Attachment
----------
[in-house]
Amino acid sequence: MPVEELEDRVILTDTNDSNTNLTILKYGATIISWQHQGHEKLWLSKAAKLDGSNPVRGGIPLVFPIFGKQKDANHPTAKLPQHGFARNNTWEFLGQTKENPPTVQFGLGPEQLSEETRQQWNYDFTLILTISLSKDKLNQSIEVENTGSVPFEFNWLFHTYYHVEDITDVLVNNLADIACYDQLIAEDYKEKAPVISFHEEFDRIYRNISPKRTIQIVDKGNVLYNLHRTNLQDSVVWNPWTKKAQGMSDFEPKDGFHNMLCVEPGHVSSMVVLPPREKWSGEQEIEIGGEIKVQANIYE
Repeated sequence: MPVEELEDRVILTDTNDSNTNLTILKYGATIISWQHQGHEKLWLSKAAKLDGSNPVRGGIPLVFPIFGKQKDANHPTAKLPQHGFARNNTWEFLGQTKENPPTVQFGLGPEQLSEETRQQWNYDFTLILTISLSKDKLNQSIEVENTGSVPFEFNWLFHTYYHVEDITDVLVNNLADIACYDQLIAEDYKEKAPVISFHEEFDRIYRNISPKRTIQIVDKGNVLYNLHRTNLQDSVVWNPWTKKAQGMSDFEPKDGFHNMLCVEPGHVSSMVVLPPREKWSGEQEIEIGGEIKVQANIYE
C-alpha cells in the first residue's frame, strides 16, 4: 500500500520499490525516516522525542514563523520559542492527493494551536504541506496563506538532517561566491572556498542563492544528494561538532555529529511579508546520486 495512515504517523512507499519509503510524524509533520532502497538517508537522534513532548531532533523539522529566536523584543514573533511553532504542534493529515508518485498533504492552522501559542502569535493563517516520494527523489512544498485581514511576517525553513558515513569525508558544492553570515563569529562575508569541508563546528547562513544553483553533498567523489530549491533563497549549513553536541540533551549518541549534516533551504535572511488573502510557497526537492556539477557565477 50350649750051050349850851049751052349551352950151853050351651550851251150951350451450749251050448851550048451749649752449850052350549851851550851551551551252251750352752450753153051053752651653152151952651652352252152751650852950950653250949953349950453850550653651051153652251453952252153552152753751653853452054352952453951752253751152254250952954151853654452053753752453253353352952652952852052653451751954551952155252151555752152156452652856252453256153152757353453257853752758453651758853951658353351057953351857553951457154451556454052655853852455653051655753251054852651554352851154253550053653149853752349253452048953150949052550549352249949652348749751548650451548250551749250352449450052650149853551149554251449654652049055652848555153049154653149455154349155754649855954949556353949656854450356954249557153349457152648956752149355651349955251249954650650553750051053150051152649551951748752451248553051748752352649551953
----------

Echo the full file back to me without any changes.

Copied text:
[in-house]
Amino acid sequence: MPVEELEDRVILTDTNDSNTNLTILKYGATIISWQHQGHEKLWLSKAAKLDGSNPVRGGIPLVFPIFGKQKDANHPTAKLPQHGFARNNTWEFLGQTKENPPTVQFGLGPEQLSEETRQQWNYDFTLILTISLSKDKLNQSIEVENTGSVPFEFNWLFHTYYHVEDITDVLVNNLADIACYDQLIAEDYKEKAPVISFHEEFDRIYRNISPKRTIQIVDKGNVLYNLHRTNLQDSVVWNPWTKKAQGMSDFEPKDGFHNMLCVEPGHVSSMVVLPPREKWSGEQEIEIGGEIKVQANIYE
Repeated sequence: MPVEELEDRVILTDTNDSNTNLTILKYGATIISWQHQGHEKLWLSKAAKLDGSNPVRGGIPLVFPIFGKQKDANHPTAKLPQHGFARNNTWEFLGQTKENPPTVQFGLGPEQLSEETRQQWNYDFTLILTISLSKDKLNQSIEVENTGSVPFEFNWLFHTYYHVEDITDVLVNNLADIACYDQLIAEDYKEKAPVISFHEEFDRIYRNISPKRTIQIVDKGNVLYNLHRTNLQDSVVWNPWTKKAQGMSDFEPKDGFHNMLCVEPGHVSSMVVLPPREKWSGEQEIEIGGEIKVQANIYE
C-alpha cells in the first residue's frame, strides 16, 4: 500500500520499490525516516522525542514563523520559542492527493494551536504541506496563506538532517561566491572556498542563492544528494561538532555529529511579508546520486 495512515504517523512507499519509503510524524509533520532502497538517508537522534513532548531532533523539522529566536523584543514573533511553532504542534493529515508518485498533504492552522501559542502569535493563517516520494527523489512544498485581514511576517525553513558515513569525508558544492553570515563569529562575508569541508563546528547562513544553483553533498567523489530549491533563497549549513553536541540533551549518541549534516533551504535572511488573502510557497526537492556539477557565477 50350649750051050349850851049751052349551352950151853050351651550851251150951350451450749251050448851550048451749649752449850052350549851851550851551551551252251750352752450753153051053752651653152151952651652352252152751650852950950653250949953349950453850550653651051153652251453952252153552152753751653853452054352952453951752253751152254250952954151853654452053753752453253353352952652952852052653451751954551952155252151555752152156452652856252453256153152757353453257853752758453651758853951658353351057953351857553951457154451556454052655853852455653051655753251054852651554352851154253550053653149853752349253452048953150949052550549352249949652348749751548650451548250551749250352449450052650149853551149554251449654652049055652848555153049154653149455154349155754649855954949556353949656854450356954249557153349457152648956752149355651349955251249954650650553750051053150051152649551951748752451248553051748752352649551953